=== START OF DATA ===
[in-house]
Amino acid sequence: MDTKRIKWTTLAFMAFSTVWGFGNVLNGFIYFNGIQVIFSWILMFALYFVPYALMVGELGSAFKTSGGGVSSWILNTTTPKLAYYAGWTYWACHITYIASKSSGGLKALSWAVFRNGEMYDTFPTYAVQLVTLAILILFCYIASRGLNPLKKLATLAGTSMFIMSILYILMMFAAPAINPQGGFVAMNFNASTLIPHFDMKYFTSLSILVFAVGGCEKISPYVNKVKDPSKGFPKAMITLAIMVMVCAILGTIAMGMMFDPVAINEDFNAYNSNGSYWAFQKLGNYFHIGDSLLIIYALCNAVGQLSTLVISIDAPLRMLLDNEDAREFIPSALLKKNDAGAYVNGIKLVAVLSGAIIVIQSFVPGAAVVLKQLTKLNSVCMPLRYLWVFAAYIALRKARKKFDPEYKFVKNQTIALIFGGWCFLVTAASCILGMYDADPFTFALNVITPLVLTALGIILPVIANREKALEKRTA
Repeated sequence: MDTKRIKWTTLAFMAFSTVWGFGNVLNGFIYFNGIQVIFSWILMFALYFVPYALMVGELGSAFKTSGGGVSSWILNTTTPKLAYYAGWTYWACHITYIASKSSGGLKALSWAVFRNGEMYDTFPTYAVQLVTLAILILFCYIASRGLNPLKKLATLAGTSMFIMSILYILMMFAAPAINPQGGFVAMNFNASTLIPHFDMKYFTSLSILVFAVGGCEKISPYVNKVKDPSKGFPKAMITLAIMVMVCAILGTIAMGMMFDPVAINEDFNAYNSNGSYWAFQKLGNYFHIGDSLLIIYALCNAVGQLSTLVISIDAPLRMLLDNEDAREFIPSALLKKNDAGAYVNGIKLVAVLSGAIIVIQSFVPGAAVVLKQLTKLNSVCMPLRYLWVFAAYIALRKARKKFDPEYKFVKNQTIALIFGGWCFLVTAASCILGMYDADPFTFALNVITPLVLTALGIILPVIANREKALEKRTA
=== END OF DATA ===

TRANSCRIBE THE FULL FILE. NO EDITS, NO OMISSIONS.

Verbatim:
[in-house]
Amino acid sequence: MDTKRIKWTTLAFMAFSTVWGFGNVLNGFIYFNGIQVIFSWILMFALYFVPYALMVGELGSAFKTSGGGVSSWILNTTTPKLAYYAGWTYWACHITYIASKSSGGLKALSWAVFRNGEMYDTFPTYAVQLVTLAILILFCYIASRGLNPLKKLATLAGTSMFIMSILYILMMFAAPAINPQGGFVAMNFNASTLIPHFDMKYFTSLSILVFAVGGCEKISPYVNKVKDPSKGFPKAMITLAIMVMVCAILGTIAMGMMFDPVAINEDFNAYNSNGSYWAFQKLGNYFHIGDSLLIIYALCNAVGQLSTLVISIDAPLRMLLDNEDAREFIPSALLKKNDAGAYVNGIKLVAVLSGAIIVIQSFVPGAAVVLKQLTKLNSVCMPLRYLWVFAAYIALRKARKKFDPEYKFVKNQTIALIFGGWCFLVTAASCILGMYDADPFTFALNVITPLVLTALGIILPVIANREKALEKRTA
Repeated sequence: MDTKRIKWTTLAFMAFSTVWGFGNVLNGFIYFNGIQVIFSWILMFALYFVPYALMVGELGSAFKTSGGGVSSWILNTTTPKLAYYAGWTYWACHITYIASKSSGGLKALSWAVFRNGEMYDTFPTYAVQLVTLAILILFCYIASRGLNPLKKLATLAGTSMFIMSILYILMMFAAPAINPQGGFVAMNFNASTLIPHFDMKYFTSLSILVFAVGGCEKISPYVNKVKDPSKGFPKAMITLAIMVMVCAILGTIAMGMMFDPVAINEDFNAYNSNGSYWAFQKLGNYFHIGDSLLIIYALCNAVGQLSTLVISIDAPLRMLLDNEDAREFIPSALLKKNDAGAYVNGIKLVAVLSGAIIVIQSFVPGAAVVLKQLTKLNSVCMPLRYLWVFAAYIALRKARKKFDPEYKFVKNQTIALIFGGWCFLVTAASCILGMYDADPFTFALNVITPLVLTALGIILPVIANREKALEKRTA